La fête danniversaire, a highly important masterpiece by the Japanese-French artist Léonard Foujita leads Bonhams
Impressionist and Modern Art sale in London on Wednesday 11 October. Unseen in public since 1950, and never before offered at auction, it is estimated at £900,000-1,300,000.
The work was painted in New York in 1949. Foujita, who travelled extensively, had been living in Japan since the early 1930s working as an official war artist. He longed, however, to return to Paris where he had lived in the 1920s and where he had spent his formative years as an artist. While waiting for the issue of his French visa, he moved to New York, famously and symbolically throwing all his possessions into the Hudson river on his arrival.
La fête danniversaire is one in a series of works Foujita painted there in homage to the French 17th century writer, Jean de la Fontaine. His best known work Fables drew on Western and Eastern stories, and therefore perfectly suited Foujitas very similar blend of influences. He was also attracted to the air of innocence and joy in the tales, later saying, as a reaction to the violent times, I conjured the sweetest of subjects, even childish subjects.
Depicting a birthday party, complete with cake and candles, where the family members have been replaced by various expressive animals, La fête d'anniversaire is a wonderful example of the high-style that Foujita developed upon his arrival in New York. In the background Foujita references his own work, hanging a charcoal study for one of his celebrated Nu on the wall behind the patriarchal and matriarchal figures of the dog and chicken.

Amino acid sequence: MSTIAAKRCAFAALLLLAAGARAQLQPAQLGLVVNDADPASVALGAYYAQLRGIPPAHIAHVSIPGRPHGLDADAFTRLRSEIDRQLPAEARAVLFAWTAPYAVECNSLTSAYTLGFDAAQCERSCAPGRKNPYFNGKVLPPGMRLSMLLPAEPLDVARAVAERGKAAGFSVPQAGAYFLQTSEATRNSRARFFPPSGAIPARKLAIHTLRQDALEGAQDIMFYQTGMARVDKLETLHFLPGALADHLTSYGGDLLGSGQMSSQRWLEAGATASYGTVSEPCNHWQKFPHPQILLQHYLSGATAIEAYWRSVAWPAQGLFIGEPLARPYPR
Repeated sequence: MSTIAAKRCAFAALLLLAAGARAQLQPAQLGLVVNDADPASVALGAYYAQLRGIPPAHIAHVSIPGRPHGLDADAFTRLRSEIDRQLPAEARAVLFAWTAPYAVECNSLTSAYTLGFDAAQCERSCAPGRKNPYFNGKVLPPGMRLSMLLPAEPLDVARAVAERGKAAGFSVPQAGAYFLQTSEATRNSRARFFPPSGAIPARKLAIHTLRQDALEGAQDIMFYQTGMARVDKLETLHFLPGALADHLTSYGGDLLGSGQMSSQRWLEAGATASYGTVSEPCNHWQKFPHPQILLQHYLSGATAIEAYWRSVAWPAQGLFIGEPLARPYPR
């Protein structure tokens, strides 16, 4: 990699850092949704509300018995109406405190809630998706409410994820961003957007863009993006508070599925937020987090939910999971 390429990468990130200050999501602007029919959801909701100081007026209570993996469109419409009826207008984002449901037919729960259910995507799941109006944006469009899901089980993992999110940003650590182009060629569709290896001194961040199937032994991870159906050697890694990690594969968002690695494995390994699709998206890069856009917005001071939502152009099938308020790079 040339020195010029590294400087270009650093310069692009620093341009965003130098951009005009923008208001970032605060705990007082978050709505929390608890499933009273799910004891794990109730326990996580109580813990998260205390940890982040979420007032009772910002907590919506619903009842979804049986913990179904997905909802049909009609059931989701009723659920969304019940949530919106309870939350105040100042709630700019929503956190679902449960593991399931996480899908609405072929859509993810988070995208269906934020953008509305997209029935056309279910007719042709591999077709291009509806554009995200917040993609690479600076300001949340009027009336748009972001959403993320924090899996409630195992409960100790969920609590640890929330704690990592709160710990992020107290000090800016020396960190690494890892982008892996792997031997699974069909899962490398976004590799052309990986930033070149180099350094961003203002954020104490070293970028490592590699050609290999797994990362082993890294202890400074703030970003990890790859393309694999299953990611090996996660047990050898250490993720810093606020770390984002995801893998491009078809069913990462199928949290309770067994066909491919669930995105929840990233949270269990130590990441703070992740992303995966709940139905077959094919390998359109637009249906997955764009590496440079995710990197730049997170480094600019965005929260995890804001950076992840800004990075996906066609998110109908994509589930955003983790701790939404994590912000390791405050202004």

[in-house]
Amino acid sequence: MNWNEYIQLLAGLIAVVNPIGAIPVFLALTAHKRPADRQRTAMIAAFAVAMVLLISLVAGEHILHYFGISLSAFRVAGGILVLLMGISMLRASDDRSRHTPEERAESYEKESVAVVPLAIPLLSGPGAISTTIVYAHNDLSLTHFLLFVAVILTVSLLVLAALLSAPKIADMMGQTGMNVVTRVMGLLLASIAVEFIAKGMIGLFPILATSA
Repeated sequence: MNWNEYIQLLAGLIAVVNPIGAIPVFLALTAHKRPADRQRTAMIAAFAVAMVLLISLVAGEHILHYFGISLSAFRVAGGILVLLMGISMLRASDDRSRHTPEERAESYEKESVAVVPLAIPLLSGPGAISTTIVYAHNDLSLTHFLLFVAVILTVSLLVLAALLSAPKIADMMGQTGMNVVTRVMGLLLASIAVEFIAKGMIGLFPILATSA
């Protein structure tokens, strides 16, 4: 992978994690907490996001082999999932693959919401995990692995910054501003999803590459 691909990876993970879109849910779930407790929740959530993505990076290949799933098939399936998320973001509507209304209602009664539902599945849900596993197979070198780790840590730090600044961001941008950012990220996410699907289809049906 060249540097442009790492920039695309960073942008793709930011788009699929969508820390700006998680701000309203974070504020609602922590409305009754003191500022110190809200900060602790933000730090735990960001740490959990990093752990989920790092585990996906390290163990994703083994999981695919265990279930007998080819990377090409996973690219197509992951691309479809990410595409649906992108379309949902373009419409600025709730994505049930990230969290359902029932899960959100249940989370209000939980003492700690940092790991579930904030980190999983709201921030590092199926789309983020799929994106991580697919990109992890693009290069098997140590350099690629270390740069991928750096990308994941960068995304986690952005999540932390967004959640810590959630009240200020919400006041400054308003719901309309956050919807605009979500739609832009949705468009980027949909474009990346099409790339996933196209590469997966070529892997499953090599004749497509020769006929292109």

Bonhams Global Director of Impressionist and Modern Art, India Phillips, This is a wonderful painting. The extremely complex composition has been created using very fine layers of glaze, applied on a typically fine canvas reminiscent of the Japanese porcelain and lacquer that had inspired him for so long. The result is one of Foujitas most important paintings, a strange and powerful work placed at the very moment of the artists rebirth, displaying perfectly the explosion of creativity and technical mastery the artist was enjoying at this time.
It seems that Foujita held this work in great esteem, creating for it its own hand-carved frame something he did for only a select few works. The frame includes images from the birthday party table, such as the serving spoons and bottle opener. The work was selected that year for his solo exhibition at the Mathias Komor Gallery and then travelled to Paris for his important solo exhibition at the Galerie Paul Pétrides in 1950 where it was purchased by a private French collector on the final day of the exhibition. It has remained in private hands since then, and has been hidden from view for almost 70 years.